By building its own, Fulton could have a facility that is more convenient and cheaper in the long run, Anderson said.
Atlanta’s project, dubbed “Cop City” by its opponents, will cost $90 million, and the taxpayers’ share of the public-private endeavor has only grown since it was first announced in 2021. Earlier this month, the plan cleared a final legislative hurdle despite frequent protests that have at times turned into violent clashes with law enforcement. Opponents have pledged further demonstrations and legal action to stop construction of the facility.
The county has had its own police training facility for more than 30 years, originally in an old elementary school on Campbell Drive, Fulton Police Chief Wade Yates said. In 2005, it moved into the 25,000-square-foot building designed as the shooting range for the 1996 Olympics. But that facility wasn’t built for long-term use. Now it leaks and the HVAC is unreliable, he said.
“The building’s just falling down,” Yates said.
Soon, ownership will be transferred to the city of South Fulton along with the adjacent Wolf Creek Amphitheater, the latest in a number of properties that have been transferred to South Fulton following the city’s incorporation in 2017, Anderson said.
“Because our police training academy is housed there, we entered into a 10-year right-to-use (agreement) for that facility. We’re probably two years into that now,” Anderson said.
But the county will need to move out eventually.
Construction could start this summer and be finished by mid-2024, Anderson said.
The price is $15 million, largely financed through a $60 million bond used to finance a new animal shelter. But as the shelter’s cost has grown from $32 million to $40 million, and construction costs generally continue to rise, the county may needs to supplement the bond with additional money. County staff propose redirecting $3.45 million from the facility reserve fund to cover the training center’s shortfall.
The Fulton center provides basic law enforcement training for up to 200 officers annually, through 12-week sessions held six times a year, Yates said. Another 5,600 officers a year take various classes at the center, ranging from one day to two weeks, he said.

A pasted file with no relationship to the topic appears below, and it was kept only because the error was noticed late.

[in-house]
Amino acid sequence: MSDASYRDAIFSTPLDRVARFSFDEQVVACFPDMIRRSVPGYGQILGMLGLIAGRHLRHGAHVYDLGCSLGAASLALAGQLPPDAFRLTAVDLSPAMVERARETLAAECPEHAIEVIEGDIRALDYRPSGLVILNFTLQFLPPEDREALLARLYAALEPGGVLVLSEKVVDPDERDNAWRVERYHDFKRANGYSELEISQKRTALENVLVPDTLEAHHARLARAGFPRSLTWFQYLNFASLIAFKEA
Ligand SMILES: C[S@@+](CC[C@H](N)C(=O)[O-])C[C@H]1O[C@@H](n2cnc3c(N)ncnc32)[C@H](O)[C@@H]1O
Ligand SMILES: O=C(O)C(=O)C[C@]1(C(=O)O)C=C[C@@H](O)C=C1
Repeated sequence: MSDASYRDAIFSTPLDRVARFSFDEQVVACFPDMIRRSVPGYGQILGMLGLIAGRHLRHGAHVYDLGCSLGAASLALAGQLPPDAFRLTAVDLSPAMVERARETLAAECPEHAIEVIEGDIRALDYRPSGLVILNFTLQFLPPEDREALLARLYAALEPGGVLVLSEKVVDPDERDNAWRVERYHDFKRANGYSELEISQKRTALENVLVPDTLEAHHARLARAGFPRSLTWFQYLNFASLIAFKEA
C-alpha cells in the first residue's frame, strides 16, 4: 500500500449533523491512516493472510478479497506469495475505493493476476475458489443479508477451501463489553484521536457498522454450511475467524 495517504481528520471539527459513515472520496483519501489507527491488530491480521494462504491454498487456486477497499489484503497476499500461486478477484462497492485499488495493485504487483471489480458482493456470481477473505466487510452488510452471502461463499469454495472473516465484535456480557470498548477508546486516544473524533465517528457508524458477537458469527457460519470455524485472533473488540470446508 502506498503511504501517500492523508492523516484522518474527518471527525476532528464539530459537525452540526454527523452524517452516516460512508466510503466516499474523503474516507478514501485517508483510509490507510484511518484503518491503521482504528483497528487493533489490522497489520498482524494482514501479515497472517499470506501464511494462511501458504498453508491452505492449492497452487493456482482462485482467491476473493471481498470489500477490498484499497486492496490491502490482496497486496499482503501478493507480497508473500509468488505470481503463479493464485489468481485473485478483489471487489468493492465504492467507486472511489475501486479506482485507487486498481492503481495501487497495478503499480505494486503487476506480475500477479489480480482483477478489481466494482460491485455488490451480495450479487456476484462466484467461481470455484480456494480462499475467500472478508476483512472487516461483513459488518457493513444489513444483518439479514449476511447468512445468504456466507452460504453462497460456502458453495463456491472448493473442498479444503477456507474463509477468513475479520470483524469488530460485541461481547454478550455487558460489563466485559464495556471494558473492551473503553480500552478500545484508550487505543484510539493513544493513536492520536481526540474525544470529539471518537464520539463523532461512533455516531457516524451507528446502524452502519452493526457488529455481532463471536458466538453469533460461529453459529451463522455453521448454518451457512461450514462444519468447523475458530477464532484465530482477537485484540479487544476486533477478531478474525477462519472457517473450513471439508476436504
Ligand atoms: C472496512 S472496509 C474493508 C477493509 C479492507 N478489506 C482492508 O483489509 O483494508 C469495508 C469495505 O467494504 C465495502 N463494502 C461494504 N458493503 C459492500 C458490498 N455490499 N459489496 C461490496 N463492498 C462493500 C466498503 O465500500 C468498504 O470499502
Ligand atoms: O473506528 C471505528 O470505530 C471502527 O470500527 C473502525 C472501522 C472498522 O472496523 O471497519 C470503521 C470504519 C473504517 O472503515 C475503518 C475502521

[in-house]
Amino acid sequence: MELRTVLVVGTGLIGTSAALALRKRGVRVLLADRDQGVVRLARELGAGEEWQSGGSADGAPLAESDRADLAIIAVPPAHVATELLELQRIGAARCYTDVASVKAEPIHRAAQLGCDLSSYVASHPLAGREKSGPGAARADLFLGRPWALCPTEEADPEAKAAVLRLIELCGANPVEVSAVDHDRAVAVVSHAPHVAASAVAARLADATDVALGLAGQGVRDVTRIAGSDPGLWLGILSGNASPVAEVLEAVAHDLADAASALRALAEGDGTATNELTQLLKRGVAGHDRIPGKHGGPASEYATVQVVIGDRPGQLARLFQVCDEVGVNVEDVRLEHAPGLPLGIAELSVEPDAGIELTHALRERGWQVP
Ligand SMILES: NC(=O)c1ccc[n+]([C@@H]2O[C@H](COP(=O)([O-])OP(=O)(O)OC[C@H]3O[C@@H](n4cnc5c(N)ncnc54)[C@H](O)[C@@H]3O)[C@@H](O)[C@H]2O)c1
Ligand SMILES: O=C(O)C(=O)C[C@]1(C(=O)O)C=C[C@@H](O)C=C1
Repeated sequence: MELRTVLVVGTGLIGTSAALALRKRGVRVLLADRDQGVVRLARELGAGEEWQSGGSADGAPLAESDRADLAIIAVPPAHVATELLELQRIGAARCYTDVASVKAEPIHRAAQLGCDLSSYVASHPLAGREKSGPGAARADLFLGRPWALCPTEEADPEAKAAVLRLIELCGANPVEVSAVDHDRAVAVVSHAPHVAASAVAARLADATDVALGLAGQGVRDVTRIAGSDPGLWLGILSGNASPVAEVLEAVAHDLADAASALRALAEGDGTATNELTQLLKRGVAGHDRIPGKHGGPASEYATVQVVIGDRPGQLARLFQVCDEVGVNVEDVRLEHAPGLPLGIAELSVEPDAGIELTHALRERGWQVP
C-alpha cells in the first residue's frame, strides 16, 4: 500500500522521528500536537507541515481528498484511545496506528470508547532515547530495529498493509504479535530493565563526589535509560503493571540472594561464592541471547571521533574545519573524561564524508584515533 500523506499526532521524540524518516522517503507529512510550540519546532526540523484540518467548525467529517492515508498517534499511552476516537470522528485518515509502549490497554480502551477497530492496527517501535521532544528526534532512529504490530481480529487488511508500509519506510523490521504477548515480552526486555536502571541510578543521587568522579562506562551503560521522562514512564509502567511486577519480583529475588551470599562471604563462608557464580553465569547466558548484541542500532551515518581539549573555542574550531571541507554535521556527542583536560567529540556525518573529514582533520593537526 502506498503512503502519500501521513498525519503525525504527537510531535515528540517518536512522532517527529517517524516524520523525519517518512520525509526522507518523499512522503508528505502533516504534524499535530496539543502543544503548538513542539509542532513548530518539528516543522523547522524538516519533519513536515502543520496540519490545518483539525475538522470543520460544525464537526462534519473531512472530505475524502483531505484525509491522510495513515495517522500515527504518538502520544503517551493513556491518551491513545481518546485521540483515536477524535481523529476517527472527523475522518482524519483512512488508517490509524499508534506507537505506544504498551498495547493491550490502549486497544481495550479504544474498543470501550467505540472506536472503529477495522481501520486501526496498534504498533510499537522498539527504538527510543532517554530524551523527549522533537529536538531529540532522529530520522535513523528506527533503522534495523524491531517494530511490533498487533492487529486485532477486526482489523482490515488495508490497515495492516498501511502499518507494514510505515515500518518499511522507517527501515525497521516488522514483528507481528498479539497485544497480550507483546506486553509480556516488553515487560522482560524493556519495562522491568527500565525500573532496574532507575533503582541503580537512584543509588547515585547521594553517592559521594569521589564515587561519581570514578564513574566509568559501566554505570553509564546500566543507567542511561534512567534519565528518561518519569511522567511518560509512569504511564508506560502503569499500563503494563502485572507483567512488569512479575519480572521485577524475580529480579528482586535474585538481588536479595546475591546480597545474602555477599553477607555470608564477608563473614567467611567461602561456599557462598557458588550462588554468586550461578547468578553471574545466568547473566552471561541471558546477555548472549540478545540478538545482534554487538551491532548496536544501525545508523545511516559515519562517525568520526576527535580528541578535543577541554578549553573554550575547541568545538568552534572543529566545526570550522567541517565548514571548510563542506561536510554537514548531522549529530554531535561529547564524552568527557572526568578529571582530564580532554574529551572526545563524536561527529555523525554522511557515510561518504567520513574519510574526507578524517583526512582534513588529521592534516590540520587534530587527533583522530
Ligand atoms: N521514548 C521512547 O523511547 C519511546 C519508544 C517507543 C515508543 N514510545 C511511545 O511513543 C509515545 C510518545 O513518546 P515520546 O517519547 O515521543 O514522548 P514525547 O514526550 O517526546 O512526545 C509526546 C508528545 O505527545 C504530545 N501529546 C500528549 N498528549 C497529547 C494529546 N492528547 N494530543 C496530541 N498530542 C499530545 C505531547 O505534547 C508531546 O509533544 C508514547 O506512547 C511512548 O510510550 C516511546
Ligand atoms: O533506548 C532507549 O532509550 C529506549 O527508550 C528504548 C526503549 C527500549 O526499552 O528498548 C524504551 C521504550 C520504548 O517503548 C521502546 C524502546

Courses offered there include certifications, crisis intervention, first responder and firearms training, among other programs, according to the county website.
The Fulton County Police Department, Sheriff’s Office, Marshal’s Office and 60 other local, state and federal agencies use it. That includes MARTA police, Georgia State University police, and driver training for Atlanta city police, Yates said.
“We serve all of the cities in Fulton County,” he said. “I think every single police jurisdiction in the county uses our facility.”
The planned training center joins a number of major projects already underway. The county’s redeveloping Fulton Industrial Boulevard, putting $100 million into the Fulton County Executive Airport, building the new animal shelter, and buying up old hotels and other properties for future redevelopment. An emergency operations center, slated for the airport, has been put on hold due to rising costs, Anderson said.
Officials plan to buy an existing building near the new animal shelter to renovate as the public safety training center.
That building is structurally sound, but needs some renovations, Anderson said. The county plans to turn it into a 34,000-square-foot training facility with six classrooms.
The county also wants a new driver training course and a two-story “shoot house” with adjustable walls, both which would be built later at the new training facility, Yates said.